He pleaded with us, with so many of his songs and lyrics within them.  He tried to get us to listen.  And of course we didn’t, myself included; he practically lived in obscurity and financial demise for years before he gave his final breath.  The same market of journalists, TV hosts and press that glorified his imperfect mistakes and actions all of a sudden felt compassion and loss, and gave their best words.  In the world’s best example of not knowing what you have until it’s gone, we lost the Polaris of the entertainment world.  Had we heard him out a little better when he begged us to, maybe he wouldn’t have led such a life of inner misery and with such a lack of self-understanding.

He had everything there was to have, absolutely everything – and I can’t imagine he realized much of any of it.  He paid dearly for trying to go back in time within his own life, with his home, with choices he made, and he knew it.  Still, he died wondering if the world ever even gave a damn about him beyond what he gave and gave until he literally no longer could.

…I take that back.  I saw his final documentary that hit theaters last year, and he had all the heart and talent he ever did, and it made it that much sadder to know that never got a chance to develop again.  While he should have known better in some way, he paid the price of being cast off too soon.

Do we owe his spirit an apology?  Who knows.  Should he have shown remorse for his own trouble?  Yes, and he did plenty of times.  It’s an altogether tragic, sad and confusing loss of one of the best entertainers and activists we’ll ever witness.  And if you scoffed at that last statement, I certainly can’t blame you, but I can’t help but understand and even relate a little to someone as in need of help as they were profitable in their deserved success.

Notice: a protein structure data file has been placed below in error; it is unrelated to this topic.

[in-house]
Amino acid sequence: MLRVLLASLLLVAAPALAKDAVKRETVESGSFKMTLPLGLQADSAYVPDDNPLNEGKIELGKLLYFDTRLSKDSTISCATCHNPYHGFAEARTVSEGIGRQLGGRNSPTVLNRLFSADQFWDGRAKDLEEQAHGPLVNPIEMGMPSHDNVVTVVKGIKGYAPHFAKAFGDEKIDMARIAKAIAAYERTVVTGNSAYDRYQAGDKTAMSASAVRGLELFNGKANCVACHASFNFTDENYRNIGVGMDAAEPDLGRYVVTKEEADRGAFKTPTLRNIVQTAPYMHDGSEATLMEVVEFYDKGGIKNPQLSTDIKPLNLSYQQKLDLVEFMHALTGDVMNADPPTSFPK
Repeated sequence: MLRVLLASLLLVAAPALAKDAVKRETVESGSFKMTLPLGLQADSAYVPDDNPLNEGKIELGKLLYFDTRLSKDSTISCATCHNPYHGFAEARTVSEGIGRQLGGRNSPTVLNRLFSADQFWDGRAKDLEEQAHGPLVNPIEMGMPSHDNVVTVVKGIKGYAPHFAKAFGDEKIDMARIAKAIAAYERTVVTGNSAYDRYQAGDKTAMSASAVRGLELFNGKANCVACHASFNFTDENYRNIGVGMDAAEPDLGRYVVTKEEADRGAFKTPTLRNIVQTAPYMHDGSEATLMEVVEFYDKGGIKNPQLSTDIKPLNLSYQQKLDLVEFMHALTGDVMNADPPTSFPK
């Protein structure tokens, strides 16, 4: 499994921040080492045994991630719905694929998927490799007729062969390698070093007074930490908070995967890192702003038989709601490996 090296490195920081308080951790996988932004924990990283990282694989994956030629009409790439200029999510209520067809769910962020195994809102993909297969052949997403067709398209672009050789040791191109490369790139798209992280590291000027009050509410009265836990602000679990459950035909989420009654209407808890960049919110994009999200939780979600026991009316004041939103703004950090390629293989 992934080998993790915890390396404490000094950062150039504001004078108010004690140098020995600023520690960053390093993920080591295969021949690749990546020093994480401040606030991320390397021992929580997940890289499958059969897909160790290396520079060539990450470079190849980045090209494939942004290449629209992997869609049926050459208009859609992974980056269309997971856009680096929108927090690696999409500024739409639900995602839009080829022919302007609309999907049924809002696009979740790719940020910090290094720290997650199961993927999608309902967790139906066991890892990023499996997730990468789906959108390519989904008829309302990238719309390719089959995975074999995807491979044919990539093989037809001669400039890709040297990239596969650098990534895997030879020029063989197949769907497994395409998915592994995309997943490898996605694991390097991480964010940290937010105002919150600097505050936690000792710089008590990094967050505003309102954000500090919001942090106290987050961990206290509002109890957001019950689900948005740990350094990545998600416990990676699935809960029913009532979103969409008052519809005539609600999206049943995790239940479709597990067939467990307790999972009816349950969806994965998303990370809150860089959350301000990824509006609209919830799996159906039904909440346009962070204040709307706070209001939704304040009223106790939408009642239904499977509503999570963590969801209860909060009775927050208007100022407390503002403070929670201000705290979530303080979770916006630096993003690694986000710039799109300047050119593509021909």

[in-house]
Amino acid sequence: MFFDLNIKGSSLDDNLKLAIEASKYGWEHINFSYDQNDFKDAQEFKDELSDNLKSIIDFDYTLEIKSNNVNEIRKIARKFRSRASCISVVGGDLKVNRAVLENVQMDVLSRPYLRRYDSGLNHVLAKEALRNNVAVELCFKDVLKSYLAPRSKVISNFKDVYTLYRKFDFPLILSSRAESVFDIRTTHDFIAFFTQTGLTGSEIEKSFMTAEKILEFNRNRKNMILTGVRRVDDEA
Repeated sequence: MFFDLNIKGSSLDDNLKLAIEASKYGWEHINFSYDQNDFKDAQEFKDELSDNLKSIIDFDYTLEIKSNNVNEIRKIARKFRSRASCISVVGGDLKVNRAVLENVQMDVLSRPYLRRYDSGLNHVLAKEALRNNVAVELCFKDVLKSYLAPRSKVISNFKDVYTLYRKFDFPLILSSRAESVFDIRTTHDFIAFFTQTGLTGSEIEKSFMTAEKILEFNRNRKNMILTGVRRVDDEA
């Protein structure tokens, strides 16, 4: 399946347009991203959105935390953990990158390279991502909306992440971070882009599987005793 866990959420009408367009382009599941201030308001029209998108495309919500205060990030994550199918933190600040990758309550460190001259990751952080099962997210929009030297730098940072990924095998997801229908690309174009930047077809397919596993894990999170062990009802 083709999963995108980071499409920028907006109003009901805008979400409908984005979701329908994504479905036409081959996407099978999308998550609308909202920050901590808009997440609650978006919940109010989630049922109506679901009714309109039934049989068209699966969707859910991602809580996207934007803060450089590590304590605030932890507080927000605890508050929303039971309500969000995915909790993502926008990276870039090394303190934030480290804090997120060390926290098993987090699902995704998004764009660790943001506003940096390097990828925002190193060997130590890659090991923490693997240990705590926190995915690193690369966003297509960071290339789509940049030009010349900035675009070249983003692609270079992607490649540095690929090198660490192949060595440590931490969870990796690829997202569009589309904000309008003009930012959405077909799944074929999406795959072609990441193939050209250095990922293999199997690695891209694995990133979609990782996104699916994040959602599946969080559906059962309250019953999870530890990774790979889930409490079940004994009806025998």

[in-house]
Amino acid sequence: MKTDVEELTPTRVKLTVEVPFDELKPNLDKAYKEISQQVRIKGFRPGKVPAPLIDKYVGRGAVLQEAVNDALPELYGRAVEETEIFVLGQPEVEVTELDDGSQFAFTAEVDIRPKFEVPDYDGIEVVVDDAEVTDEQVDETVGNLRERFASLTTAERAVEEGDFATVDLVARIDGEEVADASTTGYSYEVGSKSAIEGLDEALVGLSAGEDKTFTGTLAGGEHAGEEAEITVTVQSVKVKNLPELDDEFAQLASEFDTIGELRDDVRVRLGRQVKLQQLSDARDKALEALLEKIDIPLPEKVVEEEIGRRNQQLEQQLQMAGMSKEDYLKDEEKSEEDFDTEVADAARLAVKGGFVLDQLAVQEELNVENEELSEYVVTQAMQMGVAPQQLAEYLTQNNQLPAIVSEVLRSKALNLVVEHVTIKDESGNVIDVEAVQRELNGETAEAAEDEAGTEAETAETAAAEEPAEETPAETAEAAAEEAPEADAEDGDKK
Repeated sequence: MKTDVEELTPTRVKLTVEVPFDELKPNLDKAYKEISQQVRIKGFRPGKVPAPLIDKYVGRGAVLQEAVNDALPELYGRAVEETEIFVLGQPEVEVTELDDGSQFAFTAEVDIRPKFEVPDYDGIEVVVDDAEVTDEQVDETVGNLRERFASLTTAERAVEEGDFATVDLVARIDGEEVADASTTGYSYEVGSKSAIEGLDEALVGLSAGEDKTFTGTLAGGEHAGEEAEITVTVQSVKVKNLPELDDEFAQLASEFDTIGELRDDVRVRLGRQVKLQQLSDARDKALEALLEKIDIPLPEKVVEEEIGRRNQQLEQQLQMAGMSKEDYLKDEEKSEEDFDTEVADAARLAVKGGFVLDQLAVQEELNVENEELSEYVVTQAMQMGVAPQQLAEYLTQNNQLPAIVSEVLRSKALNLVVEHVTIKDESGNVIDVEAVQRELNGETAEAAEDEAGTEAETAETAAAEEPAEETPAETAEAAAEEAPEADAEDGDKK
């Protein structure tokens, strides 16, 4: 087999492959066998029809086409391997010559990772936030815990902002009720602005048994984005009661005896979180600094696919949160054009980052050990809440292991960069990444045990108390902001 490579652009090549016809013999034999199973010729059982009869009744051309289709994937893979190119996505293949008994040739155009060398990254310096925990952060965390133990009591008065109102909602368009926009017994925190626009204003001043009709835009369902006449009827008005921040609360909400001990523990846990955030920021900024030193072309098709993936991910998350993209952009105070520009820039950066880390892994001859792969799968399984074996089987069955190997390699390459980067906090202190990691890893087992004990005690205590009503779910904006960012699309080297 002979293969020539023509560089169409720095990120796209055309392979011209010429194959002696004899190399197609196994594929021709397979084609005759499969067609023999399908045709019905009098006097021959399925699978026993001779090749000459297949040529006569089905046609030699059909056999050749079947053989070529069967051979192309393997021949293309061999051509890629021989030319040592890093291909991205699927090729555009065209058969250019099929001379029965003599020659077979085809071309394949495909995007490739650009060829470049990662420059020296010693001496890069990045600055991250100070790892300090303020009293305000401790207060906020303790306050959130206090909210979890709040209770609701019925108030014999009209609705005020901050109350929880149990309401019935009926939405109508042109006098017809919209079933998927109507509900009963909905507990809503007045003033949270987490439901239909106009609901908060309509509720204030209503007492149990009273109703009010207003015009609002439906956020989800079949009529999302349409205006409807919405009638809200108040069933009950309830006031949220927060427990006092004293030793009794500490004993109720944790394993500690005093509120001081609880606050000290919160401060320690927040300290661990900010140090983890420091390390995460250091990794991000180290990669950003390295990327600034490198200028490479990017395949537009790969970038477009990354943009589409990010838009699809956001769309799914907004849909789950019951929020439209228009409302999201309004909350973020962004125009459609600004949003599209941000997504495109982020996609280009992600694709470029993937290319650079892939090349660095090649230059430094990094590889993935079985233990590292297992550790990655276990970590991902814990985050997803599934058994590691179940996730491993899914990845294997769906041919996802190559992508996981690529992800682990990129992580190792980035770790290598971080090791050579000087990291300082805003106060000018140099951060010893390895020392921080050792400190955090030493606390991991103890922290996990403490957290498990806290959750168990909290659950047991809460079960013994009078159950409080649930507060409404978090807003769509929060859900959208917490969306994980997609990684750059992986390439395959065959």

He said it best in his own words, which is cryptic and even more melancholy to listen to now:

Like A Comet
Blazing ‘Cross The Evening Sky
Gone Too Soon

Like A Rainbow
Fading In The Twinkling Of An Eye
Gone Too Soon

Shiny And Sparkly
And Splendidly Bright
Here One Day
Gone One Night

Like The Loss Of Sunlight
On A Cloudy Afternoon
Gone Too Soon

Like A Castle
Built Upon A Sandy Beach
Gone Too Soon

Like A Perfect Flower
That Is Just Beyond Your Reach
Gone Too Soon

Born To Amuse, To Inspire, To Delight
Here One Day
Gone One Night

Like A Sunset
Dying With The Rising Of The Moon
Gone Too Soon

When his sunlight began to dim, we shut our blinds well too soon.  I absolutely hope the anguish you felt in this lifetime is long gone wherever you are now.  Rest in peace and quiet, Michael Jackson.

Leave a Comment more...

Pour me a heavy dose of atmosphere.